285. 100% - Debt ratioAnother way to determine equity ratio

          

  286. Debit Cash $100; Credit Accounts Receivable $100Journal entry: record $100 collected on account

          

  287. Double entry accountingRecording business transactions twice: once to show where the money came from, and another time to show where the money went

          

  288. Unrealized gain/lossA gain or loss that happens when an asset is sold

          

  289. Debit Purchases $100; Credit Cash $100Journal entry: Employer loans $100 to employee

          

  290. Cumulative effect of a change in accounting methodA single number on an income statement, net of tax, which shows the total effect of a change in accounting method as if the method had been used since day one of the business

          

  291. Debit Cash $9,000 ($10,000 x 90%) and Discount on Bonds Payable $1,000; Credit Bonds Payable $10,000Bond periodic cash payment of $10,000 with an interest expense of $11,000

          

  292. NettedRecognize revenues or expenses on the accounting books even though no cash changes hands

          

  293. Chart of accountsA sale for which payment is to be made later

          

  294. $/share x # of shares = total dividendDollar per share dividend calculation

          

  295. Interim financial statementsThe dates (usually semiannual or quarterly) each year on which the borrowing corporation promises to make the periodic cash payments

          

  296. Direct methodThe method of calculating cash flow from operations that does not start with net income, but does show cash-in and cash-out categories

          

  297. Debit Cash $2,000; Credit Treasury Stock $1,000 and Additional Paid-In Capital $1,000Journal entry: corporation sells $1,000 of treasury stock for $2,000

          

  298. Face interestThe interest rate written on the face of a note

          

  299. Future value of the note x Discount % x Years (or fraction thereof) = DiscountDiscount on a note formula

          

  300. Sales - Cost of goods sold = Gross profit, then Gross Profit - Expenses = Net incomeCost of goods sold percent formula

          

  301. All-Costs-to-Get-Operating PrincipleThe accounting principle that requires accountants to resolve financial statement uncertainty in the least favorable way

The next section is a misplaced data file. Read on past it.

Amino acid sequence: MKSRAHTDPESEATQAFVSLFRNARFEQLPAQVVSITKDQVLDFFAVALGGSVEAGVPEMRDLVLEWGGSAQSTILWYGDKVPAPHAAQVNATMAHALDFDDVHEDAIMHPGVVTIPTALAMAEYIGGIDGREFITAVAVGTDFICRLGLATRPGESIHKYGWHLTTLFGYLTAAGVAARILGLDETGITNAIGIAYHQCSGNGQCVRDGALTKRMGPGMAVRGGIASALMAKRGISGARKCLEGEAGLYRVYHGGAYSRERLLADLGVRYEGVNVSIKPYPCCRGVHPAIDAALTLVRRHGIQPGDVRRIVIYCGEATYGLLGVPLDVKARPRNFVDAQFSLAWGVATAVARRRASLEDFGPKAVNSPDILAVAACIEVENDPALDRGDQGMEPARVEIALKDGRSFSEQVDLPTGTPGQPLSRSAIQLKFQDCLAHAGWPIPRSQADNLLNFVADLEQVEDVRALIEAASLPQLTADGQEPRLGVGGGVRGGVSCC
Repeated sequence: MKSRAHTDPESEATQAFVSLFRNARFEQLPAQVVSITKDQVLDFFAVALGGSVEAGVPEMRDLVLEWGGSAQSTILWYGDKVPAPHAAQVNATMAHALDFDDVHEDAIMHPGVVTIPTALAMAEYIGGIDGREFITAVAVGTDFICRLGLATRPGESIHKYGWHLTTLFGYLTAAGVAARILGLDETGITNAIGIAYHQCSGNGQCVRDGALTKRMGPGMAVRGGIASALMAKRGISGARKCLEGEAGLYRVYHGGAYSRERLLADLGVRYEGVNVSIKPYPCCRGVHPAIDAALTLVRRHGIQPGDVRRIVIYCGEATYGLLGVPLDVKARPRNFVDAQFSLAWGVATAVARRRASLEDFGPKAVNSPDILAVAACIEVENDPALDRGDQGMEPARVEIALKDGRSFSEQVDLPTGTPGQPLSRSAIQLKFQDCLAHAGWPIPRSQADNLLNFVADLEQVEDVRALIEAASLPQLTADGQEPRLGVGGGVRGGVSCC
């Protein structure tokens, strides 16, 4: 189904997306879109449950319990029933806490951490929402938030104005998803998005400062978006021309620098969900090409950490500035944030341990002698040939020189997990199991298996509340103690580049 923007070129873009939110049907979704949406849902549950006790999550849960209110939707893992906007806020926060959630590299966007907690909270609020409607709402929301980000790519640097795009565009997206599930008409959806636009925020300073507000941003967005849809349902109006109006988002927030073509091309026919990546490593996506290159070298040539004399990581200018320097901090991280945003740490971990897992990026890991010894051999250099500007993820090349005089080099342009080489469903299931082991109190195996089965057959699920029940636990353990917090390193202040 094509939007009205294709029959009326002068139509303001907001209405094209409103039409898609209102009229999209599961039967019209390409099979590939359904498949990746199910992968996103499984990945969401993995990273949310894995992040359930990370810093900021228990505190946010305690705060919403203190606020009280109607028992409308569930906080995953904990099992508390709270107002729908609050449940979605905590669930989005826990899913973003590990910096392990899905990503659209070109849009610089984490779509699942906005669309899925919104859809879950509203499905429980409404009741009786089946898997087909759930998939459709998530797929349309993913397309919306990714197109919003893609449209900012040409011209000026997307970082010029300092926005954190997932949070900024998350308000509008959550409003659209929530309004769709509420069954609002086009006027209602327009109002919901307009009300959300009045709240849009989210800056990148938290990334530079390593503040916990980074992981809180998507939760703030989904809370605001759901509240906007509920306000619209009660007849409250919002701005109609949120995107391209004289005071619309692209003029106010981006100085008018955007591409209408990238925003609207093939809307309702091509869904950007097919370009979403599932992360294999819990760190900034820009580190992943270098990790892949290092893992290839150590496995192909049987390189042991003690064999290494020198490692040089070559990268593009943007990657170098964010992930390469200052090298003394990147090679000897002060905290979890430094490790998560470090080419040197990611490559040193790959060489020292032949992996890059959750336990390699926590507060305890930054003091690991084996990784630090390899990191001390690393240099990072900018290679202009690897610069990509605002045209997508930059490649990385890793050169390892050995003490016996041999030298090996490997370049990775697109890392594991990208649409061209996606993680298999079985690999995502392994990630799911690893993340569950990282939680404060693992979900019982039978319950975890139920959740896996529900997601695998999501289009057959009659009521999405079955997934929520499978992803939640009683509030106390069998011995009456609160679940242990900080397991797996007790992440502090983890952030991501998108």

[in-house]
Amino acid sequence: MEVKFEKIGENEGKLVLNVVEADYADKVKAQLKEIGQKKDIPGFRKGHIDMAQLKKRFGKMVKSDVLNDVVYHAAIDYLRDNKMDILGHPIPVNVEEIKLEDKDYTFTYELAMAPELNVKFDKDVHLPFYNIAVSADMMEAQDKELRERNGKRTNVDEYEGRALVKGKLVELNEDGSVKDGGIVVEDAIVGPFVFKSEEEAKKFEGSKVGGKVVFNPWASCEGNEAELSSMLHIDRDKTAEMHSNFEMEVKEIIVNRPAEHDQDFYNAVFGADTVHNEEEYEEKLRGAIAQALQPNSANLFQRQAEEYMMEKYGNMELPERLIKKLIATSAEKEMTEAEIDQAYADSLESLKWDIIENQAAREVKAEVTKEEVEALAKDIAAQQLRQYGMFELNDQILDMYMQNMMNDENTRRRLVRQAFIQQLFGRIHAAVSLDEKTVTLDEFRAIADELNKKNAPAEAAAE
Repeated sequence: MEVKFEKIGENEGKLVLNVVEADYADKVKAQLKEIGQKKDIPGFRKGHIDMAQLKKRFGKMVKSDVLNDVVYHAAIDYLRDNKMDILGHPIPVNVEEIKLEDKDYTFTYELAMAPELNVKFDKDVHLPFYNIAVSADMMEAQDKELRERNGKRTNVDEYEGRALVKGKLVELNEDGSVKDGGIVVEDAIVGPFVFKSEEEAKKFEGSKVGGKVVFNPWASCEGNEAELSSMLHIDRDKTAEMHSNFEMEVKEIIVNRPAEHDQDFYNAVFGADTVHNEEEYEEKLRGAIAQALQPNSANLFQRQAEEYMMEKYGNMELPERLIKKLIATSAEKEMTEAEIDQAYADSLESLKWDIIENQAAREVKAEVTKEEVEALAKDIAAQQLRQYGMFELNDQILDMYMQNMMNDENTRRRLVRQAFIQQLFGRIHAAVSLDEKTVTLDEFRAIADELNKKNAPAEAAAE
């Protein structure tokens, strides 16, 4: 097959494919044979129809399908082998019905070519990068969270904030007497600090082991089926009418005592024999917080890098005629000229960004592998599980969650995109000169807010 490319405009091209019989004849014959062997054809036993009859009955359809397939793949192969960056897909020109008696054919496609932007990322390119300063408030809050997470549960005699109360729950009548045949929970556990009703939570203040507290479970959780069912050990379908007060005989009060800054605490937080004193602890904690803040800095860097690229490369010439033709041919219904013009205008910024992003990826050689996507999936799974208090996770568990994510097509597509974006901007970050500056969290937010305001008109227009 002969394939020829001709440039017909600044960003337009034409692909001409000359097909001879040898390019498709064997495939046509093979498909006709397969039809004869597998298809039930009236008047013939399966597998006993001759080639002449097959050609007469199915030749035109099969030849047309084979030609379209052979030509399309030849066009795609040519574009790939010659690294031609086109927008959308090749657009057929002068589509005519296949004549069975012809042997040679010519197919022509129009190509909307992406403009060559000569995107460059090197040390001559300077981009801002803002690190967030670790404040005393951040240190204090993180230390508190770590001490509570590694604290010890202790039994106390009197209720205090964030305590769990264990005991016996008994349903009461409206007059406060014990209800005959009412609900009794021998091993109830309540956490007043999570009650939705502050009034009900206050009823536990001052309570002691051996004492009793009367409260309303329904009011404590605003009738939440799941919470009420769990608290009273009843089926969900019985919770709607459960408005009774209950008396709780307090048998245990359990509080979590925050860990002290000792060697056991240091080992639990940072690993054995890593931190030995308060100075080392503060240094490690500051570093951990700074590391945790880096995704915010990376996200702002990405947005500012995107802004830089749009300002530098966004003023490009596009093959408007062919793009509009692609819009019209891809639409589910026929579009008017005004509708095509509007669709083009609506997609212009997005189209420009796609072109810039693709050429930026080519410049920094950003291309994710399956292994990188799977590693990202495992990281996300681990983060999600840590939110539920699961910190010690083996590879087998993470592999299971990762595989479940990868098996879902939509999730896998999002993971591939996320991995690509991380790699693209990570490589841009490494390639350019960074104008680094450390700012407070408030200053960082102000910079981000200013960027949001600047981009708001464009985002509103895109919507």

302. Owner's equityAn account that gets subtracted from its related account. These accounts always get reported as negative numbers

          

  303. Debit Machines $7,000; Credit Cash $7,000Journal entry: Put in a $4,000 driveway and $3,000 fence

          

  304. Debit Cash $100; Credit Owner's Equity $100Journal entry: Earn $4,000 of cash income from sales

          

  305. Debit Cash $24,000; Credit Deferred Rent Revenue (Current) $6,000 and Deferred Rent Revenue (Long-Term) $18,000Journal entry: receive $24,000 in advance for 4 years of rent

          

  306. SalesThe left side of T-accounts. Debits increase assets, withdrawal and expense accounts, but decrease liabilities and equity.

          

  307. Purchase method for suppliesThe method of accounting for operating supplies that recognizes supplies as an expense when they are purchased.

          

  308. Debit Balloon Expense $500; Credit Balloon Inventory $500Journal entry: Adjust balloon inventory to make it $500 smaller

          

  309. Debits = Credits. Always!!!Debit and credit formula

          

  310. Direct labor + direct materials + overheadThe method that recognizes bad-debt expenses in the period the business writes off the accounts receivable. Not GAAP.

          

  311. Current assetsThe number of shares of a corporation that the corporation has issued to investors

          

  312. Sole proprietorThe individual owner (without partners) of an unincorporated business

          

  313. Control accountAn artificial "person" created by the laws of a state that has the right to do business

          

  314. Debit Additional Paid-In Capital $1,000 (100 x $10); Credit Common Stock $1,000Journal entry: purchase $100 supplies, consumption method

          

  315. Current liabilitiesUsed when a company compares all the numbers of a financial report with a key number from the report